The scale of this week’s fire damage was stunning. Coming up from Doochary to Dungloe, lands were blackened from one end of the hills to the other, darkness relieved only by rounds of white stone that rose from charred earth.
But there were areas throughout the fire-damaged Rosses where a green field sat, seemingly untouched, though surrounded by ground that had been severely burned; green grass seemed to work as something of a preventive measure. Some forest areas appeared undamaged, but really it was the still-green tops of the trees that disguised the damage to the trunks and branches beneath.
There were also scenes where fire had passed between houses, only to cross the road in front of them, continuing to blaze through one site until it crossed still another road further down. Countless miles of fencing were damaged beyond repair; electricity poles stood blackened and former grazing lands were ruined.
“I don’t think anyone has seen the amount of damage that has been done,” Sinn Féin Cllr. Marie-Therese Gallagher said. As she spoke in Dungloe, a long stretch of thick, greyish smoke rose in the direction of Ardara, where another fire had broken out. Pieces of burned land were still smouldering in Dungloe in the early afternoon on Tuesday.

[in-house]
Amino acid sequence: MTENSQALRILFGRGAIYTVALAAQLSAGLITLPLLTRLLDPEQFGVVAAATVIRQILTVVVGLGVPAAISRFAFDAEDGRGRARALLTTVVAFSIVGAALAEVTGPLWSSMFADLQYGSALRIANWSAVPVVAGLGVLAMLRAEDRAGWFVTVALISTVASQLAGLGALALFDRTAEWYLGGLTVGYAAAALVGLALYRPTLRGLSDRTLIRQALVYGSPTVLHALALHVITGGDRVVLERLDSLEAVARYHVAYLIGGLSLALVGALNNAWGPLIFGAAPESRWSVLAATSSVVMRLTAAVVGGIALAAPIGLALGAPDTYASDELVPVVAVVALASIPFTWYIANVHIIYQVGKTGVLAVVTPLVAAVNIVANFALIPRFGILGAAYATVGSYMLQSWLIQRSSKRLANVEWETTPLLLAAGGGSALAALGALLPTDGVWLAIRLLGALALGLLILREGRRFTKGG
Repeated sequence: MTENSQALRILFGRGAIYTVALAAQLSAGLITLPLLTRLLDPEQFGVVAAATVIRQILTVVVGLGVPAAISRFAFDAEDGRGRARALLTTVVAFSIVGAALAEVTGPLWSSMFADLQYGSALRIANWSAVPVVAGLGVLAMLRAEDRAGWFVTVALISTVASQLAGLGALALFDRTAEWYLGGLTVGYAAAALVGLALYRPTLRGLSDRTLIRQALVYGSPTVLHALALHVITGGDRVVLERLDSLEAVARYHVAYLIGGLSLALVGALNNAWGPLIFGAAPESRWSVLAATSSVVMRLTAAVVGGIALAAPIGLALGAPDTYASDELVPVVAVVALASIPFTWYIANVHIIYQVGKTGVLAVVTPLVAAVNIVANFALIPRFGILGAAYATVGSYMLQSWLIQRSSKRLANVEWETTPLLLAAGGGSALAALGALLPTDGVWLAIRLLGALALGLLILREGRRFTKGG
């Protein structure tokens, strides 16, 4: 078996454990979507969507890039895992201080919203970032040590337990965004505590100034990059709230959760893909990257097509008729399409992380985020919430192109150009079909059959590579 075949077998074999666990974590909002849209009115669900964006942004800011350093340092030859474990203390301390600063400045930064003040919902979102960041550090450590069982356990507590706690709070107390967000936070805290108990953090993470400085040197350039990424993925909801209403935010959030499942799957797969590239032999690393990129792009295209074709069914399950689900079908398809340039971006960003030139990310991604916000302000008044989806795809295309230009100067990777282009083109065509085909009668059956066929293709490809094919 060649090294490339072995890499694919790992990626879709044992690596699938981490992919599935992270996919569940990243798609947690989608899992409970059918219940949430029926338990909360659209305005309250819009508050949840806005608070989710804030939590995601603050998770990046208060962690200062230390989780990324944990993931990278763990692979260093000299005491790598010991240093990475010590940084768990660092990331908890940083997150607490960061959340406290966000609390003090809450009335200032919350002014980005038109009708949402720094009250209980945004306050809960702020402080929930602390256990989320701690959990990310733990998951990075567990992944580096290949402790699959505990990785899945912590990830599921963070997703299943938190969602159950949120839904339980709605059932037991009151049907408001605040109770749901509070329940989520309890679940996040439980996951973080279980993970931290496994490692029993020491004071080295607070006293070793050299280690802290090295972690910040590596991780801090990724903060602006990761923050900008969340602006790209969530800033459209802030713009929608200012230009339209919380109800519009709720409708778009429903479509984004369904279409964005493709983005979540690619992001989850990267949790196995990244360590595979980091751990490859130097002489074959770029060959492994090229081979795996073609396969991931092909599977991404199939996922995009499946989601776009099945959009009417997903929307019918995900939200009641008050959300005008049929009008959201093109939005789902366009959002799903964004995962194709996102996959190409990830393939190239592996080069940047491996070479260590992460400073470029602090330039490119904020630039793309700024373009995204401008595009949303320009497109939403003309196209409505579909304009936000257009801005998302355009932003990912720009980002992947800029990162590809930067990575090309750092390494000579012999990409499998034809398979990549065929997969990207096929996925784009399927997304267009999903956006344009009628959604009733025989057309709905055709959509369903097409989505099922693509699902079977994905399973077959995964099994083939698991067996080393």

Councillor Gallagher had been at hard-hit Rosses areas since the fires began on Saturday.
Of course, fires are not capricious. In these cases, they were wind-blown, carried on the strong gusts that buffeted Donegal over the weekend. “You could actually see the fire heading one way and then turning,” Cllr. Gallagher said.
Earlier this week, the potentially deadly combination of wind and fire had threatened to circle the town, Cllr. Gallagher said. There were fires burning in the area known locally as the Diamond and out to Meenacross, along the back of the town, on the far side of the N56 and appearing to push over the hills toward Loughanure.
“It was nearly a ring around the town,” the councillor said.
Flames came near houses around the town but the work of the fire brigades and army helicopters was excellent, said Cllr. Gallagher, who also credited the hundreds of civilians “doing everything they possible could”. Without them, she said, there were houses and properties that would not have been saved.
The councillor said it may be too soon to fully evaluate the lessons of the fires this week, but she said there should be a more formalised response to such widespread and serious fires.
“It’s a crisis situation,” she said. “I suppose that’s the only way to describe it.”